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Baker v. Greene

UNITED STATES DISTRICT COURT WESTERN DISTRICT OF NEW YORK


September 2, 2010

DEPHEN DEAN BAKER, PETITIONER,
v.
GARY GREENE, SUPERINTENDENT, GREAT MEADOW CORRECTIONAL FACILITY, RESPONDENT.

The opinion of the court was delivered by: Marian W. Payson United States Magistrate Judge

DECISION & ORDER

INTRODUCTION

Pro se Petitioner Dephen Dean Baker ("Petitioner") has filed a timely petition for a writ of habeas corpus under 28 U.S.C. § 2254 challenging the constitutionality of his custody pursuant to a judgment entered April 10, 1998, in New York State, County Court, Monroe County, convicting him, after a jury trial, of one count each of Attempted Murder in the Second Degree (N.Y. Penal Law ("Penal Law") §§ 110.00, 125.25 [1]), Assault in the First Degree (Penal Law § 120.10 [1]), and Criminal Possession of a Weapon in the Second Degree (Penal Law § 265.03).

FACTUAL BACKGROUND AND PROCEDURAL HISTORY

The charges arise out of a shooting incident that occurred in the City of Rochester, New York on August 11, 1996.

On that date, at approximately 2:35 p.m., David Richard Tavares*fn1 ("Tavares" or "the victim") saw Petitioner, whom he knew from the neighborhood as "Frenchy," standing by a phone booth near the intersection of Evergreen Street and Conkey Avenue. From a distance of about ten feet and without saying a word, Petitioner pulled out a small dark gun and fired it, striking Tavares twice -- once in the right pelvic area and once below his Adam's apple -- and fled on foot. T.T. 258-66. Tavares staggered from the scene for a brief distance before collapsing in front of a nearby residence. T.T. 267.

Investigator Mark Sennett of the Rochester Police Department ("Investigator Sennett") responded to the scene and, upon asking Tavares, was informed that he had been shot by "Frenchy." Tavares also indicated that "Frenchy" had fled in the direction of Evergreen Street. T.T. 294-95. Investigator Sennett and Officer Michael Marcano ("Officer Marcano") went to Evergreen Street where they found a red Mazda abandoned in the roadway with its doors open almost directly in front of the residence at 32 Evergreen Street. T.T. 296, 335, 337-38, 341. Officer Marcano testified at trial that he had responded to this particular address in the past on several occasions for "drugs, drug calls, people selling drugs . . . shots being fired, nuisance calls, fights." T.T. 341-42. The red Mazda was later identified as belonging to Adriene White ("White") who, at the time of the crime, was romantically linked to Petitioner's brother. White testified at trial that she regularly lent the car to Petitioner and his brother and had lent the car to Petitioner's brother on the Friday or Saturday prior to August 11, 1996. T.T. 312-20. White also testified on direct examination that she knew Petitioner "was born in Jamaica" and that "[h]e lived in Canada." T.T. 324.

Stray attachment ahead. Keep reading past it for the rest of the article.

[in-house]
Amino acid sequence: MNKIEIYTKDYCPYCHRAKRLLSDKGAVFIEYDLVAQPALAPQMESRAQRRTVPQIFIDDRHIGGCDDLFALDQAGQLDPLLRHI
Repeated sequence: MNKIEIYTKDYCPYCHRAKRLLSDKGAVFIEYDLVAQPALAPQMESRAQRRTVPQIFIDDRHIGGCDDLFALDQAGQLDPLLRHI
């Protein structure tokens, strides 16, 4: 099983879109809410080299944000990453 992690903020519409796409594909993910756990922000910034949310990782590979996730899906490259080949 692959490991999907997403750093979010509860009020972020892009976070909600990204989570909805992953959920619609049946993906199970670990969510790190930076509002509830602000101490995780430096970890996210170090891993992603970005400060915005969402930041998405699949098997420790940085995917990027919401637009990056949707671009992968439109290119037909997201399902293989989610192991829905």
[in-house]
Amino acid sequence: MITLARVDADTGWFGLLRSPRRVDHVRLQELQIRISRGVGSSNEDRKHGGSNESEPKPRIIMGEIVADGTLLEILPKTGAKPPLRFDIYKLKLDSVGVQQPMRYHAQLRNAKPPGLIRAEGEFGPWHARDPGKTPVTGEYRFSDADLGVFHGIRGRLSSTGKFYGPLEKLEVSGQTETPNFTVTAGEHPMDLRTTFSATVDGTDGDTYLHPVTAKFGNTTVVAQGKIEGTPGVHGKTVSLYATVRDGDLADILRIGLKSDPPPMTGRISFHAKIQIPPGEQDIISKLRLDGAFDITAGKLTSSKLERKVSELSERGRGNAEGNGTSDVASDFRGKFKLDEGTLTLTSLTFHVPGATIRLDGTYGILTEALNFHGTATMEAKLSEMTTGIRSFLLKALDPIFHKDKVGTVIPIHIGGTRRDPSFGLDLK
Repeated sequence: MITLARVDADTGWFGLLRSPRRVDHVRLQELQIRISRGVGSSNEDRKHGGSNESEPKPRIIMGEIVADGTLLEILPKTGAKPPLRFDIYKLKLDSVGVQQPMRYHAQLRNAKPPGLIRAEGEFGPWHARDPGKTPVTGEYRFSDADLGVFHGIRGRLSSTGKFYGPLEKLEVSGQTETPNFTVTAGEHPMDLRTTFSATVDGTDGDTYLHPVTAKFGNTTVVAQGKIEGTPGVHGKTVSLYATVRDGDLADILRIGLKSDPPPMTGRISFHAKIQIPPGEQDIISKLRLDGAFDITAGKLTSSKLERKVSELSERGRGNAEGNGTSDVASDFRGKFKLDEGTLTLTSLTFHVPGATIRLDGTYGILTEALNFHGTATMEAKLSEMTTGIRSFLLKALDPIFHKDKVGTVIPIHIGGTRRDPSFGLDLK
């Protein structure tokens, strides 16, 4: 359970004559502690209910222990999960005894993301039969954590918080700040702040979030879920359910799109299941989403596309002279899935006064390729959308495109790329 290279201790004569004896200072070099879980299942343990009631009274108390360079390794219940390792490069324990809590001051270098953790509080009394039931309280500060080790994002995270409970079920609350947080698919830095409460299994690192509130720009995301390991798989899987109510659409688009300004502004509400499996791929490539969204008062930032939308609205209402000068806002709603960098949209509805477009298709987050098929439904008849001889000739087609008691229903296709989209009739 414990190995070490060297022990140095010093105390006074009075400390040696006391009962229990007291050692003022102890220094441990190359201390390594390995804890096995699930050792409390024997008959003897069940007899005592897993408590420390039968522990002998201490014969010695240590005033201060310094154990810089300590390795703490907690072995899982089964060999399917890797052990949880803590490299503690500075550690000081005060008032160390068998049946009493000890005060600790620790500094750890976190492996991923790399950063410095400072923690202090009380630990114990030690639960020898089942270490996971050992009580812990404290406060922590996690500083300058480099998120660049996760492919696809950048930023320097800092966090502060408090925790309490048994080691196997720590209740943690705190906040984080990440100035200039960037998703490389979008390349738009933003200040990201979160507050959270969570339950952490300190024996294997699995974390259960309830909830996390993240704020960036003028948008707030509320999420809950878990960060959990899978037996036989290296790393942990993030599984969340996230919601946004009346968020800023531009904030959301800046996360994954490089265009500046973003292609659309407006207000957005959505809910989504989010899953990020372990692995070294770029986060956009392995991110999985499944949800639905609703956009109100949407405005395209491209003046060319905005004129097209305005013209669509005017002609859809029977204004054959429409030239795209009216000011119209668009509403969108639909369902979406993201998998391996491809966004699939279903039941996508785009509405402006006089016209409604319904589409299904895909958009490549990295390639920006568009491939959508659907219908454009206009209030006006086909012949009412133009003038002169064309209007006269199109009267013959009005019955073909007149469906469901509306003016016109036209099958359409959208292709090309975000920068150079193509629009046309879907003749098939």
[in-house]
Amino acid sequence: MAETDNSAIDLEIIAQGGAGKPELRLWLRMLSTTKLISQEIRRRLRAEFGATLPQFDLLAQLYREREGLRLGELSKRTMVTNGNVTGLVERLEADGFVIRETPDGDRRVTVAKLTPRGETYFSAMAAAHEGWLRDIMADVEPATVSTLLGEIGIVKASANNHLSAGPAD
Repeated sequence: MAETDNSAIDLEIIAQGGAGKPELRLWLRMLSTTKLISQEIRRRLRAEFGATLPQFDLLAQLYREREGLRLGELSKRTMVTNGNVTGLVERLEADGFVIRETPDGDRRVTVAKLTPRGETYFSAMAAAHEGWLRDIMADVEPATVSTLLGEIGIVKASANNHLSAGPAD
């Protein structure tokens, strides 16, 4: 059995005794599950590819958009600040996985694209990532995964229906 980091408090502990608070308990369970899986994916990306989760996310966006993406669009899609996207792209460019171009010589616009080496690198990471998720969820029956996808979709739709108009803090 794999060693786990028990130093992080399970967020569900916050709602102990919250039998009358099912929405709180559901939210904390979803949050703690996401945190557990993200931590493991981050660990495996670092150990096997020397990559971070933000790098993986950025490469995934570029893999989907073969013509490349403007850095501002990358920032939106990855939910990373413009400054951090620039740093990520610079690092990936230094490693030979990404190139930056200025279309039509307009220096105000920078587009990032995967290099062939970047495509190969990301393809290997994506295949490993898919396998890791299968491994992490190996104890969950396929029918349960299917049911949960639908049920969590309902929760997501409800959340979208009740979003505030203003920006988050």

On January 30, 1997, a Monroe County Grand Jury indicted Petitioner on one count of Attempted Murder in the Second Degree, two counts of Assault in the First Degree, and one count of Criminal Possession of a Weapon in the Second Degree. See Indictment No. 97-0041 (Resp't Ex. B).

Before the trial began, the trial court issued a Sandoval*fn2 ruling, permitting the prosecution to cross-examine Petitioner, if he chose to testify at trial, on two prior Canadian drug-related convictions, as well as immigration-related issues concerning his legal status in Canada and the United States. T.T. 9-10.

Petitioner pleaded not guilty to the charges, and a jury trial was held before the Hon. William H. Bristol from March 23 through March 26, 1998. See T.T. 1, 4-5. The prosecution presented testimonial evidence from various witnesses, including the victim, White and Officer Marcano. Petitioner, who did not testify at trial, primarily defended his case by attempting to discredit the testimony of the victim, who was the only eyewitness to the shooting.

On April 10, 1998, the jury found Petitioner guilty of all counts of the indictment, except for Count Three, which charged Petitioner with Assault in the First Degree on an alternate theory. He was subsequently sentenced to concurrent terms of twelve and one-half to twenty five years imprisonment for the attempted murder and assault convictions, and to a concurrent term of seven and one-half to fifteen years imprisonment for the criminal possession of a weapon conviction. Sentencing Mins. ("S.M.") 9.

Represented by new counsel, Petitioner appealed his judgment of conviction on the following grounds: (1) evidentiary error; and (2) improper jury identification charge. See Appellant's Br., dated 07/00, Points I-II (Resp't Ex. B). The Appellate Division, Fourth Department unanimously affirmed Petitioner's judgment of conviction on February 7, 2001. People v. Baker , 280 A.D.2d 964 (4th Dept. 2001). Leave to appeal was denied by the New York Court of Appeals on June 29, 2001. See Certificate Denying Leave from New York Court of Appeals (Hon. Howard A. Levine), dated 06/29/2001 (Resp't Ex. H).